It’s very difficult to say (laughs). Undoubtedly, Dan is one of the purest characters but that doesn’t mean Piku is not pure. Shiuli is also very spiritual and meditative. In fact, in October, Shiuli could have easily been Piku as the latter too had a lot of maturity and understanding. I am very close to every character of mine including the family in October. I want to take them home (smiles).
October also touches upon euthanasia…
Touching upon euthanasia wasn’t on my mind and I don’t think even Juhi had a thought about it. Whether to pull the plug or not is the most common discussion when a person is on a ventilator, and every family goes through that moment. There are many cases where plugs have been pulled but parents and family members later regret doing that. But we had no intention to create a debate or make a statement about it.
Watch October theme
Is October an all season film for you or a film that will always stay with you?
So far, I have been quite lucky that all the films of mine have been ‘long term’ and they have a long shelf life, which makes me very happy. Even now, people watch Vicky Donor, Piku and Pink, so I hope October is also repeatedly watched in the years to come. I hope people find more nuances in the film than what I have actually put, rediscover and connect it to their lives. I always feel that Shoebite also has a long shelf life, and it will not get old, as it’s refreshing and modern as a subject.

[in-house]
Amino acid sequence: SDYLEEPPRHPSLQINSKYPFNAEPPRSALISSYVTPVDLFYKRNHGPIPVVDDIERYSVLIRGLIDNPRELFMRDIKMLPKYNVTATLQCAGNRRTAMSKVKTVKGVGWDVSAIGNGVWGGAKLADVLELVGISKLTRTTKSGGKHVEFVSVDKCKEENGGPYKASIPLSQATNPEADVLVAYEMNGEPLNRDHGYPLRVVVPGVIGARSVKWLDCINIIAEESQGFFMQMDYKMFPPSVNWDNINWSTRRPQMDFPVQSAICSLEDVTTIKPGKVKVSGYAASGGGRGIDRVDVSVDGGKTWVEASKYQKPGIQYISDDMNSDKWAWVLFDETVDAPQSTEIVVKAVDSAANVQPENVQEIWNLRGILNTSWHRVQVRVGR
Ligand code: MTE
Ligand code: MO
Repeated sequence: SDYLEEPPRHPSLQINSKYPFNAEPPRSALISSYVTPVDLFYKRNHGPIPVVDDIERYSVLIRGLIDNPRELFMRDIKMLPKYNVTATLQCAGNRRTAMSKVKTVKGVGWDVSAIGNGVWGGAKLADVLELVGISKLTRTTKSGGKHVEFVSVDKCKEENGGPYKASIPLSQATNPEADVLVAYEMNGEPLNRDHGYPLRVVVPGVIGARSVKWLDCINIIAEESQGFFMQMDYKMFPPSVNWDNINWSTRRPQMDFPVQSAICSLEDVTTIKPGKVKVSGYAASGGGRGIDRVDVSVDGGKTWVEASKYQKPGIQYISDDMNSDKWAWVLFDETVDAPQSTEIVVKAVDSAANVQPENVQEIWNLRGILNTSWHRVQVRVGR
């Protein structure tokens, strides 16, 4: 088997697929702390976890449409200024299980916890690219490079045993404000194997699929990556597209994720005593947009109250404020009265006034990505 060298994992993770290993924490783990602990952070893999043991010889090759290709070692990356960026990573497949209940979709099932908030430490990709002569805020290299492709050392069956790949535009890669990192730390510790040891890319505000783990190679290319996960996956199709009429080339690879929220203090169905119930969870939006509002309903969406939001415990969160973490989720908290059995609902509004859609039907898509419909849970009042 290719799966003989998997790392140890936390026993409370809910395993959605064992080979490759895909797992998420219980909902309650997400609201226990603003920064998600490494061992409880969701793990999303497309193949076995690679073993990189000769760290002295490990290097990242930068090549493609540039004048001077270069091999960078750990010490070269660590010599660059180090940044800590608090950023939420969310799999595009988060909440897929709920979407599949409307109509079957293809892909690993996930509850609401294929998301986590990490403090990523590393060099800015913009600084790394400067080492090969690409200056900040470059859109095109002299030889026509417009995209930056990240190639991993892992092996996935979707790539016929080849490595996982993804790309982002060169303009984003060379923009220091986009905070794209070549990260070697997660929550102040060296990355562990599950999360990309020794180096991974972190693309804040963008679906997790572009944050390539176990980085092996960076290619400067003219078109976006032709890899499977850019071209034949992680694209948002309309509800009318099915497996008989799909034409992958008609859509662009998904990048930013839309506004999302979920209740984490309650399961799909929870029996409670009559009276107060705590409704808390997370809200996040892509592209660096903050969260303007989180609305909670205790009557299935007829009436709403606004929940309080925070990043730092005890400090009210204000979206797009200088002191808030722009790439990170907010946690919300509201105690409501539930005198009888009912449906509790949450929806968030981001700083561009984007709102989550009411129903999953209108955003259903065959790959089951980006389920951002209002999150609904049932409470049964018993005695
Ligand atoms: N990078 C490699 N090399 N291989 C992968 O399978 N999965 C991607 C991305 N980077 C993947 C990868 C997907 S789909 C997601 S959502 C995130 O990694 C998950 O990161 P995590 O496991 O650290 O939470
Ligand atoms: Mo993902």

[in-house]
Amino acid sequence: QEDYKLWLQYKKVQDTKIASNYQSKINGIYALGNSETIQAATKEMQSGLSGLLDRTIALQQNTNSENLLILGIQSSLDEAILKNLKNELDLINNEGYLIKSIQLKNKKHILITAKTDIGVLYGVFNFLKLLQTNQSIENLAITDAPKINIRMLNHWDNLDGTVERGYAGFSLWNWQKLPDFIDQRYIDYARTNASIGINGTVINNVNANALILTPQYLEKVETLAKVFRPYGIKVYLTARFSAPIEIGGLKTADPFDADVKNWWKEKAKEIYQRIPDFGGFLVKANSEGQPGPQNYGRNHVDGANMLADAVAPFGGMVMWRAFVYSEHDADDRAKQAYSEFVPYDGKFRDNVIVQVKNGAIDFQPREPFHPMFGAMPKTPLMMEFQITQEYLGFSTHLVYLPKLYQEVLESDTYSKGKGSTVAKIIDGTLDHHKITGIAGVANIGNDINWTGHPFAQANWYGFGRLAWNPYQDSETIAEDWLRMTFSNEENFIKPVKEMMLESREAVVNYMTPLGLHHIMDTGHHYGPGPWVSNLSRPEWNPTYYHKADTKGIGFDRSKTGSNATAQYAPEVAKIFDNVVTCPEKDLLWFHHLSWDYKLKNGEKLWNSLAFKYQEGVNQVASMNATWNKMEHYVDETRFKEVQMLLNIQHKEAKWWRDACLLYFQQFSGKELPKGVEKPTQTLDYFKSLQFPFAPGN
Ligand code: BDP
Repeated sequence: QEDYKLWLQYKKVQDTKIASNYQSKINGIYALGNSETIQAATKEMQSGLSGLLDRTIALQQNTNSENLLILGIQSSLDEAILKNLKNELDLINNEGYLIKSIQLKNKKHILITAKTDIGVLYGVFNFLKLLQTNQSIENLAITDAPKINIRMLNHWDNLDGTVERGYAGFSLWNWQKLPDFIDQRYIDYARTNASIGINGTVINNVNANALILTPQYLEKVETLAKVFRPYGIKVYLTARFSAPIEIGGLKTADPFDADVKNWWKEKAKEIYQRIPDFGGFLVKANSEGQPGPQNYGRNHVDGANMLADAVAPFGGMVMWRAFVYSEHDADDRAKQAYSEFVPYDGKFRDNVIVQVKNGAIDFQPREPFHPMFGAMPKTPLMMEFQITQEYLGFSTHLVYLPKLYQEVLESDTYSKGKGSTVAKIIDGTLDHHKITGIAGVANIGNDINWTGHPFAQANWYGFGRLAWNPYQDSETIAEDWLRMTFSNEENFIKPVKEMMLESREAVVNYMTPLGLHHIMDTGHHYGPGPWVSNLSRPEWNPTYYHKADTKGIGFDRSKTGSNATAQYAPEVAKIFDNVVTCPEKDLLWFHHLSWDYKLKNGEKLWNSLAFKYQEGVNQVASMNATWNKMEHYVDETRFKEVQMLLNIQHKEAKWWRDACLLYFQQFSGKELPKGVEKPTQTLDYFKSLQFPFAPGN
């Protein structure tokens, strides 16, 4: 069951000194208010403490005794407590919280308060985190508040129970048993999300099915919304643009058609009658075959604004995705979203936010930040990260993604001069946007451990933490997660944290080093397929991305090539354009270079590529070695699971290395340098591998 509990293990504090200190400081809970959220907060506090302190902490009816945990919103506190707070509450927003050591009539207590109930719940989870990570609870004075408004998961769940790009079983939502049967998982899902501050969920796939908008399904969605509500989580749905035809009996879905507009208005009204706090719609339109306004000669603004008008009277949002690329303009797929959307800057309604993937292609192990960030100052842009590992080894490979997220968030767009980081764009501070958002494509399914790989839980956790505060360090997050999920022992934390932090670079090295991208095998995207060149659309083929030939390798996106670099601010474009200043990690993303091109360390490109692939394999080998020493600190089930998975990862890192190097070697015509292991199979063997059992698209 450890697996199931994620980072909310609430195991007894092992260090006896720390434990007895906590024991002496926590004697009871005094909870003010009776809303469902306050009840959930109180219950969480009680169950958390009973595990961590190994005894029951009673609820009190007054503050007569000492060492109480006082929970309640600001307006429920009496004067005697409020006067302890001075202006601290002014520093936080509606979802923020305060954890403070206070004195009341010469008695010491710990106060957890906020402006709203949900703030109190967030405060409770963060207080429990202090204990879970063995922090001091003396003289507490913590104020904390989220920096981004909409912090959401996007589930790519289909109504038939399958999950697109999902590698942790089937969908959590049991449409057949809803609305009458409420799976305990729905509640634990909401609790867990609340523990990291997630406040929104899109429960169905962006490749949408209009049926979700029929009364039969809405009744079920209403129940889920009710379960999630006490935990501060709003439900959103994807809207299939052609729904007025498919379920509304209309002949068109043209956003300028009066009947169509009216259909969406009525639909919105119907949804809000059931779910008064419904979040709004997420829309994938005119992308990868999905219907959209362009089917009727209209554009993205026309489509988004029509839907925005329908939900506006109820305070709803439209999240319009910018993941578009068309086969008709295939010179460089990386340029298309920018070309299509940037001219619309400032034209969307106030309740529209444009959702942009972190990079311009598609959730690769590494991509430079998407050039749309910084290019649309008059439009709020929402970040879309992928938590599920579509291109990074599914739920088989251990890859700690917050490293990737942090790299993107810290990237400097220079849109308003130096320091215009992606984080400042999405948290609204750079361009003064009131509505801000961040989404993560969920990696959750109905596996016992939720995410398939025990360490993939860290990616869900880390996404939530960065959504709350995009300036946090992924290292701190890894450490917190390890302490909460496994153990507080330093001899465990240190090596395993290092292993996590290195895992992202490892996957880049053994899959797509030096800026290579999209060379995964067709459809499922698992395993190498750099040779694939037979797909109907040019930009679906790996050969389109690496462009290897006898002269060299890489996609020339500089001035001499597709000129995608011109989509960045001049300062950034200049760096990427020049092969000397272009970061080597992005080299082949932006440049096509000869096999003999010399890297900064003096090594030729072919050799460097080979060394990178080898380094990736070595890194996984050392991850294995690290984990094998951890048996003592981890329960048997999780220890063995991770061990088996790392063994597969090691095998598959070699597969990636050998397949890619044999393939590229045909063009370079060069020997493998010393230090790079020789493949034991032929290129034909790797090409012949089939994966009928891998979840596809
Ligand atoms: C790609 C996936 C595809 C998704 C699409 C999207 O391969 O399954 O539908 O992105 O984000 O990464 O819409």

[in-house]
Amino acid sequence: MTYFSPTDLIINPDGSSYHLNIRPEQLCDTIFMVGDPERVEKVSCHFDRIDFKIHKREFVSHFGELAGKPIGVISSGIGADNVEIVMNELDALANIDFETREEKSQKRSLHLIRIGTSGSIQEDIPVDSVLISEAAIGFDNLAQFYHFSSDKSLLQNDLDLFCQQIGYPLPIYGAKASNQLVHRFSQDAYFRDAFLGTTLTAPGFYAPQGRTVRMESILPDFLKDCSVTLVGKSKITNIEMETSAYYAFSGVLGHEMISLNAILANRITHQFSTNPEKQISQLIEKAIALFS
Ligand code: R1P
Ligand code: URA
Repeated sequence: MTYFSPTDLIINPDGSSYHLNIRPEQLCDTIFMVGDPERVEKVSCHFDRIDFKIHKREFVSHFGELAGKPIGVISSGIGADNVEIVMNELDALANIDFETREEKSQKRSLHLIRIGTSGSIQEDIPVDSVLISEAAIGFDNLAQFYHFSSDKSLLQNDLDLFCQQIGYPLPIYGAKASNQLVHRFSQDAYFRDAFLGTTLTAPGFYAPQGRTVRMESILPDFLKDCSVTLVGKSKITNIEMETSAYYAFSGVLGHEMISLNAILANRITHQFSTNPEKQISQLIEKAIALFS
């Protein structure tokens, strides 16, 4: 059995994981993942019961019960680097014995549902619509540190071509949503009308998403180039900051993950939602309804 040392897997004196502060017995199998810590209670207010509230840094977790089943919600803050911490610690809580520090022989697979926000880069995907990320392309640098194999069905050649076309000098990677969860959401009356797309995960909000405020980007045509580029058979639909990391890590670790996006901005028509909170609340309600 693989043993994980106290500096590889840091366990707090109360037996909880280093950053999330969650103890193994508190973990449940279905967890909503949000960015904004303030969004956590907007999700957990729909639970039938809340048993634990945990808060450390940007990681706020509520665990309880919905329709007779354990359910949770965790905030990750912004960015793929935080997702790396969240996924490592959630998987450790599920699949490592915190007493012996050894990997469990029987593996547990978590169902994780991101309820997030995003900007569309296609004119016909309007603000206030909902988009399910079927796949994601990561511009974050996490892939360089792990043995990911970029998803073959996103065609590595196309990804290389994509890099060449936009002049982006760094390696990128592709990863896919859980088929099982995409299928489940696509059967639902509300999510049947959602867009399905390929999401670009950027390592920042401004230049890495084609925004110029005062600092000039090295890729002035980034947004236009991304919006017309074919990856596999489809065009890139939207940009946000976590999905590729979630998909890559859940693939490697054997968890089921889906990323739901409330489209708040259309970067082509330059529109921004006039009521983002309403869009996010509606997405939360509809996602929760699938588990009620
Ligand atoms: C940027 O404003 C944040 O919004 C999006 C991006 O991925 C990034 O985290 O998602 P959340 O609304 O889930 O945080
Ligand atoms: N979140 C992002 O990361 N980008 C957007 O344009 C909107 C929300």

What’s your take on Varun’s performance?
Vis-à-vis October, what exactly happens to Dan when he goes to the hospital is unsaid and unclear but something happens to him in that ICU as like others, he doesn’t see her as a body lying there. In the first meeting, he notices all the pipes and other equipment; and it’s like a child-like and innocent way of looking at things. It happens only if your mind is not polluted. I think that was the brilliance of Dan’s character and the way Varun brought all those feelings into action with his eyes, it was not only beautiful but also very brave of him to jump in to Dan’s shoes and do this. I personally we have Dan in everyone. In fact, in every family, there is one selfless caretaker.
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First Published: Apr 22, 2018 17:09:01